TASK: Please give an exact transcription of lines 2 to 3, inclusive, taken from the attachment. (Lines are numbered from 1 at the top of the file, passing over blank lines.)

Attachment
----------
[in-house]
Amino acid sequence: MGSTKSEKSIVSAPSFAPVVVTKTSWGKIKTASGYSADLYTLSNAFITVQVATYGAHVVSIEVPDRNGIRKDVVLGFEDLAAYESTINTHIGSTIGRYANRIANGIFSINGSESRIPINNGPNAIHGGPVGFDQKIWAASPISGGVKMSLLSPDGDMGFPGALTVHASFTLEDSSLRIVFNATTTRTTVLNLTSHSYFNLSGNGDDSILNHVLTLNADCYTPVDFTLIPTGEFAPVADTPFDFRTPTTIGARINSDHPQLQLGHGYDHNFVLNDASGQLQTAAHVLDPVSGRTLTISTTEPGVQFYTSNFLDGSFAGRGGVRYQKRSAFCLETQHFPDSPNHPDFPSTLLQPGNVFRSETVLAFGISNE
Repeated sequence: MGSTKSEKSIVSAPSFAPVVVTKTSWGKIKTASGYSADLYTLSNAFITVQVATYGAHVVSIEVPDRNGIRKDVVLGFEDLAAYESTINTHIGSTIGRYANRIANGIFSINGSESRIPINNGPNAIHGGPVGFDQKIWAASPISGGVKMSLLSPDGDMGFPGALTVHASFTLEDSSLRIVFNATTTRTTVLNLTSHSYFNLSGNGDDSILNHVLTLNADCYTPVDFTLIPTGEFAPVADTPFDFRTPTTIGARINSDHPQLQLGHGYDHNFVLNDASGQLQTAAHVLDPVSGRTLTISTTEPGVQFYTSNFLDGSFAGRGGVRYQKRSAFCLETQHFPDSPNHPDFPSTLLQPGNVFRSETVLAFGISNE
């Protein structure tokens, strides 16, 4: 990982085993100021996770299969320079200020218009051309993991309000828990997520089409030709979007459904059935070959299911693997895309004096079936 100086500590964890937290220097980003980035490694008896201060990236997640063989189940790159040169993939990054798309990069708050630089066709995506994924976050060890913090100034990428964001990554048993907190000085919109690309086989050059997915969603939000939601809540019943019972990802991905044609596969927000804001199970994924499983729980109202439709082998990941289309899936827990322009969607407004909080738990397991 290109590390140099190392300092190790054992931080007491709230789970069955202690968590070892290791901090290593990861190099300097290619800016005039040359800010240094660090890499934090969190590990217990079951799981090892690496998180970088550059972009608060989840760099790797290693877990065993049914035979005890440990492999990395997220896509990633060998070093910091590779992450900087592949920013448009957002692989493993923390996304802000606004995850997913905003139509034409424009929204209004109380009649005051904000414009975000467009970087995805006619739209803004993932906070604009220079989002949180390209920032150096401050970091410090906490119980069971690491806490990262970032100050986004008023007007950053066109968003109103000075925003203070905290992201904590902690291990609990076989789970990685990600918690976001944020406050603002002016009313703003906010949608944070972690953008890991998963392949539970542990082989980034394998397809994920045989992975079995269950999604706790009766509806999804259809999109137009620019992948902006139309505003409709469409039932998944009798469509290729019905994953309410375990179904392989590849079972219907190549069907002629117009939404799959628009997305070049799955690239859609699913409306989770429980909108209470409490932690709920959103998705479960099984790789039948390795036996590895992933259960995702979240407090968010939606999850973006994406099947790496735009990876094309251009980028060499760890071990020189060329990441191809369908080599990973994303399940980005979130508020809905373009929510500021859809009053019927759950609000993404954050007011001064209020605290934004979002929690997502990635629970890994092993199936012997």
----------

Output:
Amino acid sequence: MGSTKSEKSIVSAPSFAPVVVTKTSWGKIKTASGYSADLYTLSNAFITVQVATYGAHVVSIEVPDRNGIRKDVVLGFEDLAAYESTINTHIGSTIGRYANRIANGIFSINGSESRIPINNGPNAIHGGPVGFDQKIWAASPISGGVKMSLLSPDGDMGFPGALTVHASFTLEDSSLRIVFNATTTRTTVLNLTSHSYFNLSGNGDDSILNHVLTLNADCYTPVDFTLIPTGEFAPVADTPFDFRTPTTIGARINSDHPQLQLGHGYDHNFVLNDASGQLQTAAHVLDPVSGRTLTISTTEPGVQFYTSNFLDGSFAGRGGVRYQKRSAFCLETQHFPDSPNHPDFPSTLLQPGNVFRSETVLAFGISNE
Repeated sequence: MGSTKSEKSIVSAPSFAPVVVTKTSWGKIKTASGYSADLYTLSNAFITVQVATYGAHVVSIEVPDRNGIRKDVVLGFEDLAAYESTINTHIGSTIGRYANRIANGIFSINGSESRIPINNGPNAIHGGPVGFDQKIWAASPISGGVKMSLLSPDGDMGFPGALTVHASFTLEDSSLRIVFNATTTRTTVLNLTSHSYFNLSGNGDDSILNHVLTLNADCYTPVDFTLIPTGEFAPVADTPFDFRTPTTIGARINSDHPQLQLGHGYDHNFVLNDASGQLQTAAHVLDPVSGRTLTISTTEPGVQFYTSNFLDGSFAGRGGVRYQKRSAFCLETQHFPDSPNHPDFPSTLLQPGNVFRSETVLAFGISNE